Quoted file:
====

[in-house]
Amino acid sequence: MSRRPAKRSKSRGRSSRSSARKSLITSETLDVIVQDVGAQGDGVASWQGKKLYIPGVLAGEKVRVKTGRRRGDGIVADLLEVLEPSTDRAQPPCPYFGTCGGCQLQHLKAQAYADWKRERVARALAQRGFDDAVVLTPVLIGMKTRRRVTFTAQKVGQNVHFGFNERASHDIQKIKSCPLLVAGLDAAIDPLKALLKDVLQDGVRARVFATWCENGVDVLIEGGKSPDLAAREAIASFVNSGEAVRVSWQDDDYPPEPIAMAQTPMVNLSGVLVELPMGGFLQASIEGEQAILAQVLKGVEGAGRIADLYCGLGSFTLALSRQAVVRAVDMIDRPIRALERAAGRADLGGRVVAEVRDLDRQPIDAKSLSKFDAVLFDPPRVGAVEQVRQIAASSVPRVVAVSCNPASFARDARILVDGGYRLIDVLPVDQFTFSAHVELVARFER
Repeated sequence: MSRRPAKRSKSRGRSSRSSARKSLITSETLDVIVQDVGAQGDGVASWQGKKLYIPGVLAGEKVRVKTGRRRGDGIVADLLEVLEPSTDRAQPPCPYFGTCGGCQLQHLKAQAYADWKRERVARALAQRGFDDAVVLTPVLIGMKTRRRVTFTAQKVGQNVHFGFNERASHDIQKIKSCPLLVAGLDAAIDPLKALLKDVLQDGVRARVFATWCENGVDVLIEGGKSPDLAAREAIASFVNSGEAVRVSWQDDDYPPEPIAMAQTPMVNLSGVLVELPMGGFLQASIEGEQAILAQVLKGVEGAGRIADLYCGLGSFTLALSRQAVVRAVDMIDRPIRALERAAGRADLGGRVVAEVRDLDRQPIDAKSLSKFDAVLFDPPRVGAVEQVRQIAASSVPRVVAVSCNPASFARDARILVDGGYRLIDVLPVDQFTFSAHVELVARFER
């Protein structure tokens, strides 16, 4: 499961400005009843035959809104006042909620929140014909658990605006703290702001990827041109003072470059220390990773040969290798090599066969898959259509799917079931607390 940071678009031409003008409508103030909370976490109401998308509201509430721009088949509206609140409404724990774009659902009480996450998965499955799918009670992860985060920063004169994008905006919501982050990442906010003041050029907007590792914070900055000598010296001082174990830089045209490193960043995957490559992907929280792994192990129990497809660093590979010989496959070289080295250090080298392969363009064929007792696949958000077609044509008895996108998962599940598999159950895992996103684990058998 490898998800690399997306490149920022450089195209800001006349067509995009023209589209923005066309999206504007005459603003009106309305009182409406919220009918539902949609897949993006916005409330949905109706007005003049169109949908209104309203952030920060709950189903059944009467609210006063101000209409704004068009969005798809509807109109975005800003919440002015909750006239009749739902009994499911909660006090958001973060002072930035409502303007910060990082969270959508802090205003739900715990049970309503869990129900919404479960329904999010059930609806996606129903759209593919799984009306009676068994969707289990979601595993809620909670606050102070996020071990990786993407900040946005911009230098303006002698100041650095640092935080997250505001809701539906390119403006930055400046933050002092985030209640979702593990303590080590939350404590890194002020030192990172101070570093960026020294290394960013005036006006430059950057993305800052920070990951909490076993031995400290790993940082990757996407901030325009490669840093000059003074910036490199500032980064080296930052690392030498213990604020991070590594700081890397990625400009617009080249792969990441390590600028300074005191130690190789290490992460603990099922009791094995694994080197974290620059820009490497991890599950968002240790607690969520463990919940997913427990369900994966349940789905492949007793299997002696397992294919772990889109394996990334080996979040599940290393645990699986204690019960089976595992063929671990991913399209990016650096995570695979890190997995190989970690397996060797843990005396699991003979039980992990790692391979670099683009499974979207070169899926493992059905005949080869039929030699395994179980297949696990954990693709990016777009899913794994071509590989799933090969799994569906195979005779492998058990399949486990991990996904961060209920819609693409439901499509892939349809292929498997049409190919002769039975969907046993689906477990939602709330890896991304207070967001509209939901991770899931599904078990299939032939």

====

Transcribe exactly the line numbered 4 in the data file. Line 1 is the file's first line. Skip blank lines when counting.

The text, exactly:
């Protein structure tokens, strides 16, 4: 499961400005009843035959809104006042909620929140014909658990605006703290702001990827041109003072470059220390990773040969290798090599066969898959259509799917079931607390 940071678009031409003008409508103030909370976490109401998308509201509430721009088949509206609140409404724990774009659902009480996450998965499955799918009670992860985060920063004169994008905006919501982050990442906010003041050029907007590792914070900055000598010296001082174990830089045209490193960043995957490559992907929280792994192990129990497809660093590979010989496959070289080295250090080298392969363009064929007792696949958000077609044509008895996108998962599940598999159950895992996103684990058998 490898998800690399997306490149920022450089195209800001006349067509995009023209589209923005066309999206504007005459603003009106309305009182409406919220009918539902949609897949993006916005409330949905109706007005003049169109949908209104309203952030920060709950189903059944009467609210006063101000209409704004068009969005798809509807109109975005800003919440002015909750006239009749739902009994499911909660006090958001973060002072930035409502303007910060990082969270959508802090205003739900715990049970309503869990129900919404479960329904999010059930609806996606129903759209593919799984009306009676068994969707289990979601595993809620909670606050102070996020071990990786993407900040946005911009230098303006002698100041650095640092935080997250505001809701539906390119403006930055400046933050002092985030209640979702593990303590080590939350404590890194002020030192990172101070570093960026020294290394960013005036006006430059950057993305800052920070990951909490076993031995400290790993940082990757996407901030325009490669840093000059003074910036490199500032980064080296930052690392030498213990604020991070590594700081890397990625400009617009080249792969990441390590600028300074005191130690190789290490992460603990099922009791094995694994080197974290620059820009490497991890599950968002240790607690969520463990919940997913427990369900994966349940789905492949007793299997002696397992294919772990889109394996990334080996979040599940290393645990699986204690019960089976595992063929671990991913399209990016650096995570695979890190997995190989970690397996060797843990005396699991003979039980992990790692391979670099683009499974979207070169899926493992059905005949080869039929030699395994179980297949696990954990693709990016777009899913794994071509590989799933090969799994569906195979005779492998058990399949486990991990996904961060209920819609693409439901499509892939349809292929498997049409190919002769039975969907046993689906477990939602709330890896991304207070967001509209939901991770899931599904078990299939032939």